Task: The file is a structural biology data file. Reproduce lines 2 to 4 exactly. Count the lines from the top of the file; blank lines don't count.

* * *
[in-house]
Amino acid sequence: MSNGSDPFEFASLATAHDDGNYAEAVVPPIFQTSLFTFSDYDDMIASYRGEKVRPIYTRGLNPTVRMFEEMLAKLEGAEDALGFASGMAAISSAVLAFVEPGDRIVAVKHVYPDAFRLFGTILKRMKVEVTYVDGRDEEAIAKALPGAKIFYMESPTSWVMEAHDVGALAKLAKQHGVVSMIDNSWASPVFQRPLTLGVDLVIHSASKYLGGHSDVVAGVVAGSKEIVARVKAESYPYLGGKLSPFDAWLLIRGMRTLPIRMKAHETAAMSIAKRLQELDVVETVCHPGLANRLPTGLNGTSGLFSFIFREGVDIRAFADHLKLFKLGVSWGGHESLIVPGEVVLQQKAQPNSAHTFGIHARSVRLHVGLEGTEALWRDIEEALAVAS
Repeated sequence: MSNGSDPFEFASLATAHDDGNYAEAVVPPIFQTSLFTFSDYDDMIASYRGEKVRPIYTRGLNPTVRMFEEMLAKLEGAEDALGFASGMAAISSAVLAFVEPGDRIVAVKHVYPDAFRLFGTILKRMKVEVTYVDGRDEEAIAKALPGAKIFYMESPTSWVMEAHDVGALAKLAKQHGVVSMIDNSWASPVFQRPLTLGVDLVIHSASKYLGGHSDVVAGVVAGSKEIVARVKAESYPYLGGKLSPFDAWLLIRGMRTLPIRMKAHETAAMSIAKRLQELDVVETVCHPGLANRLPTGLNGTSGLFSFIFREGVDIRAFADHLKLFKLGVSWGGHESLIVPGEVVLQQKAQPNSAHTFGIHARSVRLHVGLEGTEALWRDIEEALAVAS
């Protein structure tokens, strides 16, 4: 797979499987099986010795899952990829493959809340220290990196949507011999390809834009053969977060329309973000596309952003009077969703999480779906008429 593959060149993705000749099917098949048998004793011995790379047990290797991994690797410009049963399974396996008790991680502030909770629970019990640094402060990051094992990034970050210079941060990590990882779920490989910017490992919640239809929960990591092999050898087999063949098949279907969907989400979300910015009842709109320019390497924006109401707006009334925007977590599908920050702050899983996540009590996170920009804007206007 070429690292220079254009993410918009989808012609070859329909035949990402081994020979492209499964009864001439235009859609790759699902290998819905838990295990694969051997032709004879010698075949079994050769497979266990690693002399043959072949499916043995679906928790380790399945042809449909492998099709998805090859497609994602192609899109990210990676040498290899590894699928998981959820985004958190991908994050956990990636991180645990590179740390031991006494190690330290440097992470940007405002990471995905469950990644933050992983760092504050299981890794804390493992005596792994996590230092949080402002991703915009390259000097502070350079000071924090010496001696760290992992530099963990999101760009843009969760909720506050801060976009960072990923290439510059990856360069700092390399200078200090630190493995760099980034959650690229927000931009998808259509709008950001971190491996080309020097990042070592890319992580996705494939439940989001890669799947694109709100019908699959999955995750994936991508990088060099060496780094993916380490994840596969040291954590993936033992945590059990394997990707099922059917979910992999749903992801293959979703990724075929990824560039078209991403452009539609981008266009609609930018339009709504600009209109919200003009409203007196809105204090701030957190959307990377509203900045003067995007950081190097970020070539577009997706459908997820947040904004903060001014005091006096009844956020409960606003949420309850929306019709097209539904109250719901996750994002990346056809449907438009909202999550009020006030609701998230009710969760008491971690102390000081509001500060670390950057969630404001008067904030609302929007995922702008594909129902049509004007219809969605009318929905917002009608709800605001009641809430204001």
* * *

Amino acid sequence: MSNGSDPFEFASLATAHDDGNYAEAVVPPIFQTSLFTFSDYDDMIASYRGEKVRPIYTRGLNPTVRMFEEMLAKLEGAEDALGFASGMAAISSAVLAFVEPGDRIVAVKHVYPDAFRLFGTILKRMKVEVTYVDGRDEEAIAKALPGAKIFYMESPTSWVMEAHDVGALAKLAKQHGVVSMIDNSWASPVFQRPLTLGVDLVIHSASKYLGGHSDVVAGVVAGSKEIVARVKAESYPYLGGKLSPFDAWLLIRGMRTLPIRMKAHETAAMSIAKRLQELDVVETVCHPGLANRLPTGLNGTSGLFSFIFREGVDIRAFADHLKLFKLGVSWGGHESLIVPGEVVLQQKAQPNSAHTFGIHARSVRLHVGLEGTEALWRDIEEALAVAS
Repeated sequence: MSNGSDPFEFASLATAHDDGNYAEAVVPPIFQTSLFTFSDYDDMIASYRGEKVRPIYTRGLNPTVRMFEEMLAKLEGAEDALGFASGMAAISSAVLAFVEPGDRIVAVKHVYPDAFRLFGTILKRMKVEVTYVDGRDEEAIAKALPGAKIFYMESPTSWVMEAHDVGALAKLAKQHGVVSMIDNSWASPVFQRPLTLGVDLVIHSASKYLGGHSDVVAGVVAGSKEIVARVKAESYPYLGGKLSPFDAWLLIRGMRTLPIRMKAHETAAMSIAKRLQELDVVETVCHPGLANRLPTGLNGTSGLFSFIFREGVDIRAFADHLKLFKLGVSWGGHESLIVPGEVVLQQKAQPNSAHTFGIHARSVRLHVGLEGTEALWRDIEEALAVAS
């Protein structure tokens, strides 16, 4: 797979499987099986010795899952990829493959809340220290990196949507011999390809834009053969977060329309973000596309952003009077969703999480779906008429 593959060149993705000749099917098949048998004793011995790379047990290797991994690797410009049963399974396996008790991680502030909770629970019990640094402060990051094992990034970050210079941060990590990882779920490989910017490992919640239809929960990591092999050898087999063949098949279907969907989400979300910015009842709109320019390497924006109401707006009334925007977590599908920050702050899983996540009590996170920009804007206007 070429690292220079254009993410918009989808012609070859329909035949990402081994020979492209499964009864001439235009859609790759699902290998819905838990295990694969051997032709004879010698075949079994050769497979266990690693002399043959072949499916043995679906928790380790399945042809449909492998099709998805090859497609994602192609899109990210990676040498290899590894699928998981959820985004958190991908994050956990990636991180645990590179740390031991006494190690330290440097992470940007405002990471995905469950990644933050992983760092504050299981890794804390493992005596792994996590230092949080402002991703915009390259000097502070350079000071924090010496001696760290992992530099963990999101760009843009969760909720506050801060976009960072990923290439510059990856360069700092390399200078200090630190493995760099980034959650690229927000931009998808259509709008950001971190491996080309020097990042070592890319992580996705494939439940989001890669799947694109709100019908699959999955995750994936991508990088060099060496780094993916380490994840596969040291954590993936033992945590059990394997990707099922059917979910992999749903992801293959979703990724075929990824560039078209991403452009539609981008266009609609930018339009709504600009209109919200003009409203007196809105204090701030957190959307990377509203900045003067995007950081190097970020070539577009997706459908997820947040904004903060001014005091006096009844956020409960606003949420309850929306019709097209539904109250719901996750994002990346056809449907438009909202999550009020006030609701998230009710969760008491971690102390000081509001500060670390950057969630404001008067904030609302929007995922702008594909129902049509004007219809969605009318929905917002009608709800605001009641809430204001």